Six years later, Milo is happily married to a woman whose life he saved, with a six year-old stepdaughter who adores him. Though he is no longer a "tourist," he is still working for the CIA, investigating "The Tiger," one of the most vicious killers in the world, an equal-opportunity assassin who has killed, among others, both an influential cleric in the Sudan and the French foreign minister. No one knows for whom he works. When Milo tracks him down, he learns that the Tiger has actually planned their meeting, deliberately leaving a trail for him because he wants to meet him. The Tiger wants Milo to find and kill the man who has commissioned all the international killings--and ultimately, the man who has arranged for the Tiger's own death.

The evolving action reveals much about the internecine squabbles within the CIA, between the CIA and Homeland Security, and between Congressmen and both organizations.
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Format: Kindle Edition Verified Purchase
Do yourself a favor and don't bother with this novel. Retread stereotypical characters, long-winded plot development, unsatisfactory resolution- this has got it all. An assassin called "The Tiger" , a dirty CIA head honcho that uses the code name "Carlos" - really?
People who are drawn to reading this are likely to have read some Le Carre, Ludlum, and even (in the case of the protagonists name, Milo) Kellerman. There is not an once of originality in this dreadful book.
I was coming off reading "The Expats" by Chris Pavone, which while not perfect I enjoyed immensely, so thought I'd stick with the genre for another go around- Fail. I'm really not that critical & generally pretty easy to please, but this really is awful- just don't.
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Format: Hardcover Vine Customer Review of Free Product ( What's this? )
My first thought in reading this book was the characters are too stereotyped. A married CIA agent in a bad marriage, his long suffering wife, his fatherly boss, the bad administrator trying to take over and so on. And of course CIA itself. Why must every CIA agent be in a bad marriage, is it a spy novel rule? There are numerous subplots, and the names to go with them, so that it gets confusing at times to remember is this Russian the good one or the bad one, how about this agent? The subplots often don't seem to add to the story, just to have more subplots. It doesn't help that you read a few paragraphs of a chapter before you realize its either set before or after the last chapter.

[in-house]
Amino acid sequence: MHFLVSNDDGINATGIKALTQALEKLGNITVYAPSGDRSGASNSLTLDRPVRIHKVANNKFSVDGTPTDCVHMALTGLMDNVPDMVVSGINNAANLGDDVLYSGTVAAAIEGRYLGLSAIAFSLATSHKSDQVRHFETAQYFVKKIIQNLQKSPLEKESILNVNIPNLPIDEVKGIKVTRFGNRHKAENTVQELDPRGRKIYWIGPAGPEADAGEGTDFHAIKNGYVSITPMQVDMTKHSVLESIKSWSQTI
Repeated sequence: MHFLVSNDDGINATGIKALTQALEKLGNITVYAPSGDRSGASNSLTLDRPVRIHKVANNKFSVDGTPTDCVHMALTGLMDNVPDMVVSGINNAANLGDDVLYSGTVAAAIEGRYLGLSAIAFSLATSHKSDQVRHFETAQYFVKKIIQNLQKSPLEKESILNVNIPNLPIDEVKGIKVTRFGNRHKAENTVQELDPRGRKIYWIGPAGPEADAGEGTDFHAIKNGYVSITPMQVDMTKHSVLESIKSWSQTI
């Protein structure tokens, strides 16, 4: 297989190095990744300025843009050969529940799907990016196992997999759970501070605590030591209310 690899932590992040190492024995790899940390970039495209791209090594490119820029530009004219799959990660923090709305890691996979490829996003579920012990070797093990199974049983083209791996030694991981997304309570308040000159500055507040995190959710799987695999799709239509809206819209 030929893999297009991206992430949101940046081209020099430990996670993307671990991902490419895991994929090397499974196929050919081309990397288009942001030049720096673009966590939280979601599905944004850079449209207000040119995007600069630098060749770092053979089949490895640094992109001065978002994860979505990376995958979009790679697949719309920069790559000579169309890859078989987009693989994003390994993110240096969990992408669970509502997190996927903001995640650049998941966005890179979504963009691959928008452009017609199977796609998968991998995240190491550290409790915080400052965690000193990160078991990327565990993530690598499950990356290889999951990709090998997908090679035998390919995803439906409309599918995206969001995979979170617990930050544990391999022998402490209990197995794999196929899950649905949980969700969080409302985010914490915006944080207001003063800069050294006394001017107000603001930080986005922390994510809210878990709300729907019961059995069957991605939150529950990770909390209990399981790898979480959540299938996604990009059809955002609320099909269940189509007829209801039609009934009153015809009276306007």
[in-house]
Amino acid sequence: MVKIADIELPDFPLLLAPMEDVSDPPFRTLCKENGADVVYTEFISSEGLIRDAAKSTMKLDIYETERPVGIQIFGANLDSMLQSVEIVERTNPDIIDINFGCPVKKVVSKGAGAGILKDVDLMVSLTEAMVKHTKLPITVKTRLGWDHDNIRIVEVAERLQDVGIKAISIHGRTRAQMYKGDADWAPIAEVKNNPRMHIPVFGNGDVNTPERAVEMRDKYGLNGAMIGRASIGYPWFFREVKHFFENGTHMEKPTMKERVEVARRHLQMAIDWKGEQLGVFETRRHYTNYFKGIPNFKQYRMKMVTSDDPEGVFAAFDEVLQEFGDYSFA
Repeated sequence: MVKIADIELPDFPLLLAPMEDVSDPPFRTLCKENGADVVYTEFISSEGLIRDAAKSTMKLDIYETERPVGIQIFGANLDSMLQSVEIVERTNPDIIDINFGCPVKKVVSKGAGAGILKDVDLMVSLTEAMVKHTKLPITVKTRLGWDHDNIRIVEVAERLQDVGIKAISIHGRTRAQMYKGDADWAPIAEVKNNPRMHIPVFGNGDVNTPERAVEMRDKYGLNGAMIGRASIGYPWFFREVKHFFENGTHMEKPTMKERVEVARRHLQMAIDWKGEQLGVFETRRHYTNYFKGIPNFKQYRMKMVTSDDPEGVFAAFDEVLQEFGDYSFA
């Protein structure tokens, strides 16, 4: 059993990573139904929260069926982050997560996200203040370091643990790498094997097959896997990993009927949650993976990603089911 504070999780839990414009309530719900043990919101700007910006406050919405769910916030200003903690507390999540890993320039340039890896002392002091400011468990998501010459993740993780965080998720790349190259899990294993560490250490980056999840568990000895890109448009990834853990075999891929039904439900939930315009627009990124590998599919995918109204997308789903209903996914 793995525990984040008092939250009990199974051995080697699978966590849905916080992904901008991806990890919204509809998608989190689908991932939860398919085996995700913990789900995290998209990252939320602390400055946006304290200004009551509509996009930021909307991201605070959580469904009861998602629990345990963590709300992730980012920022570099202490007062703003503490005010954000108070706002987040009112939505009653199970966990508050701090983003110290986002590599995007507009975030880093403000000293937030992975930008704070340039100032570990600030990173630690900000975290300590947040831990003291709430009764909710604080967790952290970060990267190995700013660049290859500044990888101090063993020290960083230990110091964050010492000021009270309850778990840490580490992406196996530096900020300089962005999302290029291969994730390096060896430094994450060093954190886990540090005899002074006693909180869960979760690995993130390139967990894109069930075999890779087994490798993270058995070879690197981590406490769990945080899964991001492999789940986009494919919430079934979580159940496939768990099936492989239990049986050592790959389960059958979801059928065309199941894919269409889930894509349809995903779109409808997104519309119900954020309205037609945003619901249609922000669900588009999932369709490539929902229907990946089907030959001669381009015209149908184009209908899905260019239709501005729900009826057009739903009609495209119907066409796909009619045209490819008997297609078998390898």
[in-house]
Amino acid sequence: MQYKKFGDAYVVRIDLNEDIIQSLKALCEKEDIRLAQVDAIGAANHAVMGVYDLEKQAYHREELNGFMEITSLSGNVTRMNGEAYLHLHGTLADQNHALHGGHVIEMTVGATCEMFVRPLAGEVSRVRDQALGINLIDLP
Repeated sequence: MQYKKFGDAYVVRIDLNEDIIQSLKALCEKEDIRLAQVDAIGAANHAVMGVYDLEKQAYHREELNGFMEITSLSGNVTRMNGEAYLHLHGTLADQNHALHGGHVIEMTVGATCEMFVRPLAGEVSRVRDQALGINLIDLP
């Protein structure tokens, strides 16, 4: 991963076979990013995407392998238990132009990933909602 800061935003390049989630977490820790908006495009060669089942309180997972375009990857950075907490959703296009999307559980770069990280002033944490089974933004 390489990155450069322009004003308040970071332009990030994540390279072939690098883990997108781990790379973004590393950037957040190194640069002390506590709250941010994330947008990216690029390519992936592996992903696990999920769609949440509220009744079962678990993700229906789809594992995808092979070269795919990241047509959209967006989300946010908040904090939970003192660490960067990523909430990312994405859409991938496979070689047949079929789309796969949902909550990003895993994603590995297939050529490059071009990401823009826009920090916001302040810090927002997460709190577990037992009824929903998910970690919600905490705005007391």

The book often reminded me of the show Burn Notice, when the author would say things such as "when you're a spy you learn to look for the exits when you first enter a building". I even found myself using the Burn Notice character, Michael Weston's voice when reading.

My main criticisms are, too much of the book was simply two people talking to each other, for example during an interrogation, to explain or extend or rehash the plot. By the time you get to the last rehash it becomes just brutal to get through as you are on page 400. The ending was about what you would predict, no surprises, no insight. The last interrogation leading to the ending just seems unrealistic. The main antagonist was able to manipulate everyone yet falls for a simple ploy anyone can see through. The ending is an anti-climax, no climax at all.

I'm sorry, but to compare this to John le Carre, like the cover of the book does, seems more publisher's hype than reality.
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The Tourist (Milo Weaver)